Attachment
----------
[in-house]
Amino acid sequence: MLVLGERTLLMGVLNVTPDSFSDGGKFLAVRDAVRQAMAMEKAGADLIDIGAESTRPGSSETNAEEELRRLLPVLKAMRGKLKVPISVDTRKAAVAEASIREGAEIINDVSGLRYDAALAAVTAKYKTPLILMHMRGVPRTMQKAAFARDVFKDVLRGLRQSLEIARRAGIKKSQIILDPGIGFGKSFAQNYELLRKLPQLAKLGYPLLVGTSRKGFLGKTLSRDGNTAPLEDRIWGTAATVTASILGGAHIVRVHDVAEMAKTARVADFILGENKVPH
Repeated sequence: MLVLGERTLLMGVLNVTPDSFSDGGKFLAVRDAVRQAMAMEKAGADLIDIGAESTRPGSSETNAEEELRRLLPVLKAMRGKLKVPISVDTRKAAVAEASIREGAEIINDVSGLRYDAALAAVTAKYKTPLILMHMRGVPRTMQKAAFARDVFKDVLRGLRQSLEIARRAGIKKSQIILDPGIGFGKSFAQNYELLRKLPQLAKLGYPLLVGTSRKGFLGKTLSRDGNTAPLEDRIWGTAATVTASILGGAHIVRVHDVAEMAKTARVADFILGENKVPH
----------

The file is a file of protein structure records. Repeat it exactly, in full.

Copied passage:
[in-house]
Amino acid sequence: MLVLGERTLLMGVLNVTPDSFSDGGKFLAVRDAVRQAMAMEKAGADLIDIGAESTRPGSSETNAEEELRRLLPVLKAMRGKLKVPISVDTRKAAVAEASIREGAEIINDVSGLRYDAALAAVTAKYKTPLILMHMRGVPRTMQKAAFARDVFKDVLRGLRQSLEIARRAGIKKSQIILDPGIGFGKSFAQNYELLRKLPQLAKLGYPLLVGTSRKGFLGKTLSRDGNTAPLEDRIWGTAATVTASILGGAHIVRVHDVAEMAKTARVADFILGENKVPH
Repeated sequence: MLVLGERTLLMGVLNVTPDSFSDGGKFLAVRDAVRQAMAMEKAGADLIDIGAESTRPGSSETNAEEELRRLLPVLKAMRGKLKVPISVDTRKAAVAEASIREGAEIINDVSGLRYDAALAAVTAKYKTPLILMHMRGVPRTMQKAAFARDVFKDVLRGLRQSLEIARRAGIKKSQIILDPGIGFGKSFAQNYELLRKLPQLAKLGYPLLVGTSRKGFLGKTLSRDGNTAPLEDRIWGTAATVTASILGGAHIVRVHDVAEMAKTARVADFILGENKVPH